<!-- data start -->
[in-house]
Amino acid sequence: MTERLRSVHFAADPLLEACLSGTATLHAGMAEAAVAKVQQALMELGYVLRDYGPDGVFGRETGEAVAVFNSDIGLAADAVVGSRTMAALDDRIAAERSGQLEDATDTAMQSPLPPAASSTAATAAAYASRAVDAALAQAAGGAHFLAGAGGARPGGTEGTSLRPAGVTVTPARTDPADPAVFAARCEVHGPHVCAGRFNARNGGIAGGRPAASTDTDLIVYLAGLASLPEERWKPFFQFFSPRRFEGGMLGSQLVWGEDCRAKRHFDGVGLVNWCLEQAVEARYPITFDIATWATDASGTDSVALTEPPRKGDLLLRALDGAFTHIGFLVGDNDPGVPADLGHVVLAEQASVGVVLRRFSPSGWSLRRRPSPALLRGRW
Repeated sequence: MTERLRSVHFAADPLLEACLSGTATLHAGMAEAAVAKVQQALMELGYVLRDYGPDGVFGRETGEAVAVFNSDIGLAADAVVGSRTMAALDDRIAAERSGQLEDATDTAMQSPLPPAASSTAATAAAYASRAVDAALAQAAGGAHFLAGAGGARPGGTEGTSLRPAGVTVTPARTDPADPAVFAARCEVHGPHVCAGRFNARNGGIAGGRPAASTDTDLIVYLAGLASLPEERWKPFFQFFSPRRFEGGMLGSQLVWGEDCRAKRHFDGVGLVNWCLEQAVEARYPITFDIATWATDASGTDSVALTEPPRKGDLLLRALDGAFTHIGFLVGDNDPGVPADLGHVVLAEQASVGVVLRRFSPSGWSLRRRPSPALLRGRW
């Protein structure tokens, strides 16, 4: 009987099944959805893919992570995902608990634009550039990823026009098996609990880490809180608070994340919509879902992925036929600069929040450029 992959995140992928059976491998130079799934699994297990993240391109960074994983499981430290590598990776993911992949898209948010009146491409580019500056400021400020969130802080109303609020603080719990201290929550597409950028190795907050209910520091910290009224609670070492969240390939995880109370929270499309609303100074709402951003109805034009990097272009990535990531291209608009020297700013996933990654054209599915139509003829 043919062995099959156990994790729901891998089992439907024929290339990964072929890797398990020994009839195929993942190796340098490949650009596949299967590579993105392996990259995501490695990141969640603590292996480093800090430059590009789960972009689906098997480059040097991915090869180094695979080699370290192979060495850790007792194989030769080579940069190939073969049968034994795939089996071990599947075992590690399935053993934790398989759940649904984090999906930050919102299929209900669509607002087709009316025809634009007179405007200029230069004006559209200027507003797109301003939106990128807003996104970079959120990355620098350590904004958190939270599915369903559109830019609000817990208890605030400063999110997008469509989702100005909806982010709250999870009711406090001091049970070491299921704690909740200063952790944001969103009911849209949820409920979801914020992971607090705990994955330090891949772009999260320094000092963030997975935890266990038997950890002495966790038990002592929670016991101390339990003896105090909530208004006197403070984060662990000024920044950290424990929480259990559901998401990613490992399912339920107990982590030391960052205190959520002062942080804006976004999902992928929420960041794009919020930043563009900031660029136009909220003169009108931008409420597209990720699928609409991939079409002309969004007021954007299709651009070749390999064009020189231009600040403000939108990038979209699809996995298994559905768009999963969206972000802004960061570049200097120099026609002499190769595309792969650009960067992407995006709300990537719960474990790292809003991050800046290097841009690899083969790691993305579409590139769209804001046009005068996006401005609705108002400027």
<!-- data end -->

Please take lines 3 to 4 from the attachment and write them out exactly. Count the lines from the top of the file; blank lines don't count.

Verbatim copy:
Repeated sequence: MTERLRSVHFAADPLLEACLSGTATLHAGMAEAAVAKVQQALMELGYVLRDYGPDGVFGRETGEAVAVFNSDIGLAADAVVGSRTMAALDDRIAAERSGQLEDATDTAMQSPLPPAASSTAATAAAYASRAVDAALAQAAGGAHFLAGAGGARPGGTEGTSLRPAGVTVTPARTDPADPAVFAARCEVHGPHVCAGRFNARNGGIAGGRPAASTDTDLIVYLAGLASLPEERWKPFFQFFSPRRFEGGMLGSQLVWGEDCRAKRHFDGVGLVNWCLEQAVEARYPITFDIATWATDASGTDSVALTEPPRKGDLLLRALDGAFTHIGFLVGDNDPGVPADLGHVVLAEQASVGVVLRRFSPSGWSLRRRPSPALLRGRW
């Protein structure tokens, strides 16, 4: 009987099944959805893919992570995902608990634009550039990823026009098996609990880490809180608070994340919509879902992925036929600069929040450029 992959995140992928059976491998130079799934699994297990993240391109960074994983499981430290590598990776993911992949898209948010009146491409580019500056400021400020969130802080109303609020603080719990201290929550597409950028190795907050209910520091910290009224609670070492969240390939995880109370929270499309609303100074709402951003109805034009990097272009990535990531291209608009020297700013996933990654054209599915139509003829 043919062995099959156990994790729901891998089992439907024929290339990964072929890797398990020994009839195929993942190796340098490949650009596949299967590579993105392996990259995501490695990141969640603590292996480093800090430059590009789960972009689906098997480059040097991915090869180094695979080699370290192979060495850790007792194989030769080579940069190939073969049968034994795939089996071990599947075992590690399935053993934790398989759940649904984090999906930050919102299929209900669509607002087709009316025809634009007179405007200029230069004006559209200027507003797109301003939106990128807003996104970079959120990355620098350590904004958190939270599915369903559109830019609000817990208890605030400063999110997008469509989702100005909806982010709250999870009711406090001091049970070491299921704690909740200063952790944001969103009911849209949820409920979801914020992971607090705990994955330090891949772009999260320094000092963030997975935890266990038997950890002495966790038990002592929670016991101390339990003896105090909530208004006197403070984060662990000024920044950290424990929480259990559901998401990613490992399912339920107990982590030391960052205190959520002062942080804006976004999902992928929420960041794009919020930043563009900031660029136009909220003169009108931008409420597209990720699928609409991939079409002309969004007021954007299709651009070749390999064009020189231009600040403000939108990038979209699809996995298994559905768009999963969206972000802004960061570049200097120099026609002499190769595309792969650009960067992407995006709300990537719960474990790292809003991050800046290097841009690899083969790691993305579409590139769209804001046009005068996006401005609705108002400027």